CHRISTMAS SALE ON NOW!! FREE AUS SHIPPING OVER $59. ONE SHOP = 5 MEALS. FREE TOTE BAG WITH EVERY ORDER

A look at kids safety and the issue of stranger danger

Posted by Jordbarn (AU) on

Mums, it’s Pam here. Did you feel a significant shift in your general view on children and their safety when you became pregnant? Like many mums, I could no longer watch a movie that featured a child going missing, being hurt or even crying without high anxiety.

All parents like us, both new and old, want to keep their children safe from harm of all kinds, with safety issues and concerns ever evolving over the years between pregnancy and adulthood. You need to remember that when you’re pregnant, there’ll be no eating soft cheese or bungy jumping if you needed to be told (eye roll). Then you need to be across SIDs awareness in newborns, followed by child locks on all your pantry and kitchen doors, storing household chemicals up high and then sometimes the sudden appearance of the controversial child lead in the toddler years (try not to judge). When school comes around you encounter new issues such as what age do you let your child walk themselves to school? Or when can kids sit in the front seat of the car? And what’s the best way to teach kids them about stranger danger? The old stranger danger message has always been around, but this, as a key message for kids from a young age, still resonates today. We do need to educate children that unfortunately, some adults might wish to harm them. They need to be firstly, aware of this potential, then secondly, have the tools and process to deal with a situation if it arises. I found this list (below) of tips to tell your child about a stranger from Istaysafe.com.au and I thought you might benefit from them. Please note that you should rely on your own research and judgment when making decisions about how to tackle the stranger danger conversation with your kids and the processes you teach them to avoid and deflect a stranger incident.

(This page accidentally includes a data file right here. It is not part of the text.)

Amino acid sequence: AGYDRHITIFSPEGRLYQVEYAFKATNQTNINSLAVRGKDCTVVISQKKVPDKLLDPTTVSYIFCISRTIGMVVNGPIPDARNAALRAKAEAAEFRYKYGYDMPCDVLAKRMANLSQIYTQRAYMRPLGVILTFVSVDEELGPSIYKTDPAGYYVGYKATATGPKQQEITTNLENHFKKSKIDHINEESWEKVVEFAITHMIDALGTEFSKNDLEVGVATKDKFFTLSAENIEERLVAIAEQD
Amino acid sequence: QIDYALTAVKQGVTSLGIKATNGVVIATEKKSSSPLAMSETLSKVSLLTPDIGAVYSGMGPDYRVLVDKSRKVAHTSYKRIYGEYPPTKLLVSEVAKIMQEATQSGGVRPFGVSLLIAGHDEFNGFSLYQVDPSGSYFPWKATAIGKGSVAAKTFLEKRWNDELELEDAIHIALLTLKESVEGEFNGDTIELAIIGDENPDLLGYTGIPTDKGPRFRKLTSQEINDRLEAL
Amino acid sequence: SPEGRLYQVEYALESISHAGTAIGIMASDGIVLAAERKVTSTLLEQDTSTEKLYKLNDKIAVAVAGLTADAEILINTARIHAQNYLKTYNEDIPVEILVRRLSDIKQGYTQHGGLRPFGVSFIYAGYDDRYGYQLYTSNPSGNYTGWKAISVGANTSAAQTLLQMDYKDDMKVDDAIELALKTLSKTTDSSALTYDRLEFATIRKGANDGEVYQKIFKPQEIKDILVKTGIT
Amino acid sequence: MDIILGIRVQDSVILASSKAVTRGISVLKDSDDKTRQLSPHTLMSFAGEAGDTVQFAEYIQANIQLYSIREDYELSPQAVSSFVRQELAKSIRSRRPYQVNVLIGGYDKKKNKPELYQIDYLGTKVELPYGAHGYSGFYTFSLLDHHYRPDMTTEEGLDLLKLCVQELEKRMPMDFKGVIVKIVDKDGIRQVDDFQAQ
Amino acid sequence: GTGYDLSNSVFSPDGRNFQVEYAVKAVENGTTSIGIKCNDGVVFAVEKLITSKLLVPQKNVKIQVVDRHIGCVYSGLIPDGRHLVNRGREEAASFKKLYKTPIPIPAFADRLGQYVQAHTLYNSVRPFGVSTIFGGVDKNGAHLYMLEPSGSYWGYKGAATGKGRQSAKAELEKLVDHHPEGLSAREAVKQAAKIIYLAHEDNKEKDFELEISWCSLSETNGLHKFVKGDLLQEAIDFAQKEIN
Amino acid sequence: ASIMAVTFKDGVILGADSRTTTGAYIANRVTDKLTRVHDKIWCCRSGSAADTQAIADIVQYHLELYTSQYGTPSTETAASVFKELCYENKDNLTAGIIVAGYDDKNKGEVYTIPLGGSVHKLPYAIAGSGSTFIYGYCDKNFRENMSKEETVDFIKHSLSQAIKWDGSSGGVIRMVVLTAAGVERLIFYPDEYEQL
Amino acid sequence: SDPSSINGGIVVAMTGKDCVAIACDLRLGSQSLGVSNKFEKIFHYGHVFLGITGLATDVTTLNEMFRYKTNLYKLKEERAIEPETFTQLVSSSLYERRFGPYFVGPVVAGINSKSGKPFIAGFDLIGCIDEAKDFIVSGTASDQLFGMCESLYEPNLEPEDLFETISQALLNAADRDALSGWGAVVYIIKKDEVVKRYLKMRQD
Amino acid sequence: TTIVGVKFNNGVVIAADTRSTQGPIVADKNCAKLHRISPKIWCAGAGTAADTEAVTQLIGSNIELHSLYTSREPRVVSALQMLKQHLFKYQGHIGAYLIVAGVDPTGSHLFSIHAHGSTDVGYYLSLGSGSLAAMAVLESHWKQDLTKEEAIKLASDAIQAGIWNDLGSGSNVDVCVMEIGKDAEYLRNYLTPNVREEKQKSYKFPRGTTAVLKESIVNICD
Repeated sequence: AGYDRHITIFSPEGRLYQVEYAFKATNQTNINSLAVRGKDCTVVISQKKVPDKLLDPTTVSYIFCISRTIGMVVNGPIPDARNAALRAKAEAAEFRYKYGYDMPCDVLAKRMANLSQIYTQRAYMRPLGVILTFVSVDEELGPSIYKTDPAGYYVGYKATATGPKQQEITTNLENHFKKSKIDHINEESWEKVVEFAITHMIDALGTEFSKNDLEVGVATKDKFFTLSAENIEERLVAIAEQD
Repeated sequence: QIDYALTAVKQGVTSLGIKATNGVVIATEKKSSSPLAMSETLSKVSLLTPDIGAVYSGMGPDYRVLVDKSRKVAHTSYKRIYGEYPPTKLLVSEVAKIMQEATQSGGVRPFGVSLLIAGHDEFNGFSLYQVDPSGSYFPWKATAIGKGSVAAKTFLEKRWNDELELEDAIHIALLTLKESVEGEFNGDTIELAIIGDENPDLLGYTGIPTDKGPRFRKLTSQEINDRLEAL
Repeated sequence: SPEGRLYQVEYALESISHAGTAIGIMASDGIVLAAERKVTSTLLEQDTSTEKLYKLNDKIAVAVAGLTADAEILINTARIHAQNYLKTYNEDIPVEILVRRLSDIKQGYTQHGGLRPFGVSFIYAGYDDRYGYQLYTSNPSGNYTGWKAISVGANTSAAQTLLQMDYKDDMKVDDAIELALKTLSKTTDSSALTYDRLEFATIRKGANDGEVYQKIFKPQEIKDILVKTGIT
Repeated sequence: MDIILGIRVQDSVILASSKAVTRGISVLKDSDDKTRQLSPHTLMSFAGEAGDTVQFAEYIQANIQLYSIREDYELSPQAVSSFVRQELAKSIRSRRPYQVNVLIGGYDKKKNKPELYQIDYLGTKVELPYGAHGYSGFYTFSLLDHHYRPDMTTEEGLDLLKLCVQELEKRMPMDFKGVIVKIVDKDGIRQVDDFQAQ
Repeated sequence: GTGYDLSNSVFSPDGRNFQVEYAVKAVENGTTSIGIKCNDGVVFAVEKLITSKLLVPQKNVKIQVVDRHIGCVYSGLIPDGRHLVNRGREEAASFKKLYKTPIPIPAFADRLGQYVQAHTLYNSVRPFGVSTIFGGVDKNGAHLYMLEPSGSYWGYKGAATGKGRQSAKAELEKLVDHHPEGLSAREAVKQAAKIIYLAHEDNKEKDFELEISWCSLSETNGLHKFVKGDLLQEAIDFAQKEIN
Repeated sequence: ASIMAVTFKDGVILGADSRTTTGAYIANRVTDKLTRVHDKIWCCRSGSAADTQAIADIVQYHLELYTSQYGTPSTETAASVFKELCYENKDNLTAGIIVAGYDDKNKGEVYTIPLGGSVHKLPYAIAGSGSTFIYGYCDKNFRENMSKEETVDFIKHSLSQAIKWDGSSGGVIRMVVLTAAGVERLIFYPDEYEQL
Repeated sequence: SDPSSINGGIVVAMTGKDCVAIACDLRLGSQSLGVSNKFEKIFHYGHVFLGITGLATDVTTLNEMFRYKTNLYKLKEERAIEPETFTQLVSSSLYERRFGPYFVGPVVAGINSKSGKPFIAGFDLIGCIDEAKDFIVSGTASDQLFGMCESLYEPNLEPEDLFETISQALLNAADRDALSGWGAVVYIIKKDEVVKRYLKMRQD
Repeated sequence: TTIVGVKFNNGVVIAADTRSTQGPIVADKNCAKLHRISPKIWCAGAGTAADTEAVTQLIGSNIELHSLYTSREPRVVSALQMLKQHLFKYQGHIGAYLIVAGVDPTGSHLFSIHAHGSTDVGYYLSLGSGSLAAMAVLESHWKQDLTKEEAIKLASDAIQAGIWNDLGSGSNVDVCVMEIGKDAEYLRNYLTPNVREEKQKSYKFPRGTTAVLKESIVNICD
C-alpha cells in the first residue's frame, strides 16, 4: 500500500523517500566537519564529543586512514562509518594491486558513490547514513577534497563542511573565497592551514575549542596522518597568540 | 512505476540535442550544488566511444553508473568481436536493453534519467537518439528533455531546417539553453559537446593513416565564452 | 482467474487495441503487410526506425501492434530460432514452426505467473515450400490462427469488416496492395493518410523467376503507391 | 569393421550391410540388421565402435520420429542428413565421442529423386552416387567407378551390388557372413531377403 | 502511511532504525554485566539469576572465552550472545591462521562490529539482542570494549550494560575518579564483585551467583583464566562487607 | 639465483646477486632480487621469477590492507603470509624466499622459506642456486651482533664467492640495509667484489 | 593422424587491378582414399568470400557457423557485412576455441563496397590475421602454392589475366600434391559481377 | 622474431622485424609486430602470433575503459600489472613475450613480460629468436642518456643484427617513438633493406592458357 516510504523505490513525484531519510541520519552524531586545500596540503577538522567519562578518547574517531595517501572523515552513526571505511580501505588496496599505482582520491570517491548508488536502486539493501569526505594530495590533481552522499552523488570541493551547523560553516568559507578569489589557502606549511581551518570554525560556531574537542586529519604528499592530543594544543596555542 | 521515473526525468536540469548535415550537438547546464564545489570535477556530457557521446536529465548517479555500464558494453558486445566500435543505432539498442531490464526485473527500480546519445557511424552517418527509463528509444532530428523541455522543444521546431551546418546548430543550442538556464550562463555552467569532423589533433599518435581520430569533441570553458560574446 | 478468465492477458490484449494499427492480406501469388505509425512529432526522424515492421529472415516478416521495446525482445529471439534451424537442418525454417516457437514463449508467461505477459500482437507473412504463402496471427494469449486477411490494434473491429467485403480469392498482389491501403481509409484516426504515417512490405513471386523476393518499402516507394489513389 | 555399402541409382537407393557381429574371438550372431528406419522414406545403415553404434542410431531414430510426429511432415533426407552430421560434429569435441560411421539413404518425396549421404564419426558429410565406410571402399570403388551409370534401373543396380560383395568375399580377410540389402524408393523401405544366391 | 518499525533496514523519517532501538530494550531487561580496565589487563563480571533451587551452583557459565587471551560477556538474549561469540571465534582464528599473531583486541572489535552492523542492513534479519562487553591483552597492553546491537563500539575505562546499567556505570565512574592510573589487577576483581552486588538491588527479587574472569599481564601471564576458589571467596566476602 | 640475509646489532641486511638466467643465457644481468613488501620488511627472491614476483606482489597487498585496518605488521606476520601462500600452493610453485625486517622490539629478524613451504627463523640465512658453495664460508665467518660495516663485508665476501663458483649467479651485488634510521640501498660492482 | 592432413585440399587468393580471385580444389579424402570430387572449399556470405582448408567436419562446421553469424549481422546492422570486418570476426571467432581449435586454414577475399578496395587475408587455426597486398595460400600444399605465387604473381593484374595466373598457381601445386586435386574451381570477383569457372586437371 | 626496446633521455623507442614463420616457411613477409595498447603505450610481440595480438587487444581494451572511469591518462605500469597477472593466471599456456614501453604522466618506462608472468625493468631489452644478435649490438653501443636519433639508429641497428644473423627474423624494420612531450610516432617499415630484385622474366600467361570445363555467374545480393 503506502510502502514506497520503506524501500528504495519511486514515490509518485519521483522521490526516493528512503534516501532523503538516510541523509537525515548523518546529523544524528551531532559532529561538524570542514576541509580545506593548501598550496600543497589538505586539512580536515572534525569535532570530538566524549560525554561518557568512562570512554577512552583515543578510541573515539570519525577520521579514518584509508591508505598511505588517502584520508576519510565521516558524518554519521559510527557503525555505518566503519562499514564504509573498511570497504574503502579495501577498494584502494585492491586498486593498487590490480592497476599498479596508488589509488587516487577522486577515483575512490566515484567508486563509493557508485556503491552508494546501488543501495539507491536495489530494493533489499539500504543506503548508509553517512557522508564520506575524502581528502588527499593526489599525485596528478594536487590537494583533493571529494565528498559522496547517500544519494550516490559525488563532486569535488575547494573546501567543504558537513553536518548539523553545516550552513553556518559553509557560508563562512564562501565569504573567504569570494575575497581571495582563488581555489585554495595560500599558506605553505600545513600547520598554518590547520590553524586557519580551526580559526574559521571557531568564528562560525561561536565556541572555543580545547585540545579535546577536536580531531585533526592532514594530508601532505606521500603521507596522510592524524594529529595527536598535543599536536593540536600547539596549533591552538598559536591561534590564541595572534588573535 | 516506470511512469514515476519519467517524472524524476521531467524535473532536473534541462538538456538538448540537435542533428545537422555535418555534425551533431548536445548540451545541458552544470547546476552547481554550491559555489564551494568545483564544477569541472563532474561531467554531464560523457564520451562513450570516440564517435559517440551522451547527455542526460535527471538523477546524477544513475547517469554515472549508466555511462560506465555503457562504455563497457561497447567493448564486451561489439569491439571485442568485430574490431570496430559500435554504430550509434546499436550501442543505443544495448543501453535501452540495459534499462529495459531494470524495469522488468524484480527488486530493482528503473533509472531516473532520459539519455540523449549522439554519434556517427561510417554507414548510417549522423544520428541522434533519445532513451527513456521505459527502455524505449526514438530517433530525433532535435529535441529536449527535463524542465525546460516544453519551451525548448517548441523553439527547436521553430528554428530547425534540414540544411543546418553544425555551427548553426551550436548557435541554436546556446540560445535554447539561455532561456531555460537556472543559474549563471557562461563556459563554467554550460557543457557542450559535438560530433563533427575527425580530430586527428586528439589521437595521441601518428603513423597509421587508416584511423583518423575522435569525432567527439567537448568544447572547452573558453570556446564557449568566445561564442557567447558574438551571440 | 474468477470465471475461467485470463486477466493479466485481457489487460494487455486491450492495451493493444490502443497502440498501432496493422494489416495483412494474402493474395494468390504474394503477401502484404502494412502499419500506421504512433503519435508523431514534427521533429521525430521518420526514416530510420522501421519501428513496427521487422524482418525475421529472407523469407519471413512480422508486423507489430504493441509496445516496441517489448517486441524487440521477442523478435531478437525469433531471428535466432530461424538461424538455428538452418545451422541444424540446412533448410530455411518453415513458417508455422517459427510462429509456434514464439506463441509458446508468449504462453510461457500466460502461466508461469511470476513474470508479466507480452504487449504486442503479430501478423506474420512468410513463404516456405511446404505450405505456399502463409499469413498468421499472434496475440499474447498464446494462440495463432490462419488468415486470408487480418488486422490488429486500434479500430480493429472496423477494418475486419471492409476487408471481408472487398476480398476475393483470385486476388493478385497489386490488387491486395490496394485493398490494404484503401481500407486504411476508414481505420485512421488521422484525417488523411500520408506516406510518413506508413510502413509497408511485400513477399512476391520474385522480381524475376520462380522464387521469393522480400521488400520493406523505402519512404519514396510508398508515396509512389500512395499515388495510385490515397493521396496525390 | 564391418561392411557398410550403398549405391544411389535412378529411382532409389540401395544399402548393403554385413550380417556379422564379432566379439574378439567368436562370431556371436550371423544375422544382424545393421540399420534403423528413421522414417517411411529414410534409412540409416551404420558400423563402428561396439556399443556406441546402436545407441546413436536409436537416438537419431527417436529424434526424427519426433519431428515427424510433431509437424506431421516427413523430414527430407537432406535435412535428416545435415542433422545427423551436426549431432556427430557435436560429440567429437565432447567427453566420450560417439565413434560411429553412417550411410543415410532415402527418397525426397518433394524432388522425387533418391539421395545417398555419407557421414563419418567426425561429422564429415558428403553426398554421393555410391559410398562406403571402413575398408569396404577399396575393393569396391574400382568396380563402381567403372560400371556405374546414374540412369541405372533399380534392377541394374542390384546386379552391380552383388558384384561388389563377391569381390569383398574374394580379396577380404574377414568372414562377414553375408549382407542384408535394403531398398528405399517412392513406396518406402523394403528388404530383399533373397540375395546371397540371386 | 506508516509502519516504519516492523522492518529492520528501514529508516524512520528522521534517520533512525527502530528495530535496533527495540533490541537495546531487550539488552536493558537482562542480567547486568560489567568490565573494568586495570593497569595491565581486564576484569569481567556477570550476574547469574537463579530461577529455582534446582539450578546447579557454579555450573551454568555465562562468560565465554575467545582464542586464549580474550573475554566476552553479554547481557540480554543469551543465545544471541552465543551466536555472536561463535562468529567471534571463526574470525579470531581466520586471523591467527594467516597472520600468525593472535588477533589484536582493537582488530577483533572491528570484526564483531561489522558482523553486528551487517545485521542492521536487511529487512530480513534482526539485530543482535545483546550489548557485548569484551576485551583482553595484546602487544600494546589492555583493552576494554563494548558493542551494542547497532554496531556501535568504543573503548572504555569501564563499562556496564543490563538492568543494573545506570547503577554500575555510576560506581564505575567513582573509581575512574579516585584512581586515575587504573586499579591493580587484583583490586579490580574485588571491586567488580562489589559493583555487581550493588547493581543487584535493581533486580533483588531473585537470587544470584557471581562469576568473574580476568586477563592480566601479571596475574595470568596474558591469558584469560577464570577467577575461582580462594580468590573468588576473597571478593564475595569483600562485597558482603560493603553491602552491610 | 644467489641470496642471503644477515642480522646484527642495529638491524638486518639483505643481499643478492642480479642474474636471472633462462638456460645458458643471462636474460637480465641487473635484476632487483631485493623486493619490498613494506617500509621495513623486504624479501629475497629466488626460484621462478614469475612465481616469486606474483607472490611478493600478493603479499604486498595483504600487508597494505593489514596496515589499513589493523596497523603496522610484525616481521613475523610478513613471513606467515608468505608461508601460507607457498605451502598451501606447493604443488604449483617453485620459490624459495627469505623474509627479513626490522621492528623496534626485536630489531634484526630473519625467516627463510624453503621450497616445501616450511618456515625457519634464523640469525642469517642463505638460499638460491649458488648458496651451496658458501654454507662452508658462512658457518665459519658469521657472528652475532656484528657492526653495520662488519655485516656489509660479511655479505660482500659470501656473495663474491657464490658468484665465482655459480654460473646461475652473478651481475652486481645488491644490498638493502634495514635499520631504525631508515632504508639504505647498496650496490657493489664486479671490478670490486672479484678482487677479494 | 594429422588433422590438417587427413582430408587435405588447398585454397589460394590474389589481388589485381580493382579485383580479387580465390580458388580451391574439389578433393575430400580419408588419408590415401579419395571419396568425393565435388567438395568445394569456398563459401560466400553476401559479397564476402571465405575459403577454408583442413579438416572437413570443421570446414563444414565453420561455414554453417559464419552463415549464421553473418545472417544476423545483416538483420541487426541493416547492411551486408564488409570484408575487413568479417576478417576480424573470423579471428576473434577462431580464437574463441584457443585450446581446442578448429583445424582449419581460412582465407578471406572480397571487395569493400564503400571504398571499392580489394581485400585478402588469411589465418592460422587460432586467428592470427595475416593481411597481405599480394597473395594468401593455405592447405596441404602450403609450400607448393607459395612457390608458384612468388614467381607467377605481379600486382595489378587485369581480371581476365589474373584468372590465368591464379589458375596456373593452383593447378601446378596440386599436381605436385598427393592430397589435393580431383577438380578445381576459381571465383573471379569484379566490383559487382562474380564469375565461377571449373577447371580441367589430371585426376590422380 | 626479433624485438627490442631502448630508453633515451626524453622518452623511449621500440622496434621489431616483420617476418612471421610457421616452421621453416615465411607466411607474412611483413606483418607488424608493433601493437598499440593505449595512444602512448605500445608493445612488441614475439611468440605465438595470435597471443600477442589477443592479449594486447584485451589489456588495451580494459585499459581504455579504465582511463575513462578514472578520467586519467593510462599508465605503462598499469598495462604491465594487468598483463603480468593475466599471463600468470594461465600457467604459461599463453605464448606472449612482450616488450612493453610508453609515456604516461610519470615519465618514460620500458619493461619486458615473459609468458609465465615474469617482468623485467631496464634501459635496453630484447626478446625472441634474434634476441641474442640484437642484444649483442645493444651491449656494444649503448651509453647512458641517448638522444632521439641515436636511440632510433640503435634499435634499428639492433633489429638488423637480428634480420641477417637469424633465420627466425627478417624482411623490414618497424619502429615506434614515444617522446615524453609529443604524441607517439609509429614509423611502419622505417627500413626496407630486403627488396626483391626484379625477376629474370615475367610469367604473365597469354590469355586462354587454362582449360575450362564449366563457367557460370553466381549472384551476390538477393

What to tell your child about a stranger:

  • Tell your child not to listen to or be near a stranger–rather to move away or back inside.
  • Tell your child to never ever go with a stranger–no matter what the stranger says.
  • Share a code word with your child that is easy for them to remember and assure them that only a trusted adult will know the code word that you both share.
  • Tell your child that strangers may make up sad stories, like looking for a lost pet, needing help with a sick child, or needing directions.
  • Tell your child that strangers may offer treats, gifts or lollies for ‘helping’.
  • Have your child make sure an adult they trust knows where they are at all times.
  • Encourage your child if they have to walk by themselves somewhere to walk near busier roads/streets
  • If ever frightened tell your child to go into a ‘safe place’ like a shop, police station or school and NEVER get into a car with someone they don’t know.

Jordbarn Keyring rear showing name and address details

We’d also add that children need to know that it is not always just male strangers who could pose a danger to them, but it can also be a single woman, or a woman and a man together. While this stranger ‘team’ danger is less common, the strategy of getting a woman to earn trust in a child to get them to act against their better judgement (with the woman often acting on behalf of the man) is unfortunately, well documented.

Our final child safety tip is:

Don't personalise your child’s backpack or any of their gear that may be incidentally seen in public.  While Jordbarn has a cute range of strong kids backpacks with our signature Chinese lunar character, we are adamant against plastering your child's name all over it. This is because when a stranger knows your child’s name, it makes the child more accepting that they are not a stranger and as such, will assume that they are known to the parents. Along with this, speaking your child’s name can make a stranger seem friendlier and more trustworthy. With children being naturally innocent and trusting in any case, they can believe most of what they are told and will trust adults.

← Older Post Newer Post →



Leave a comment

Please note, comments must be approved before they are published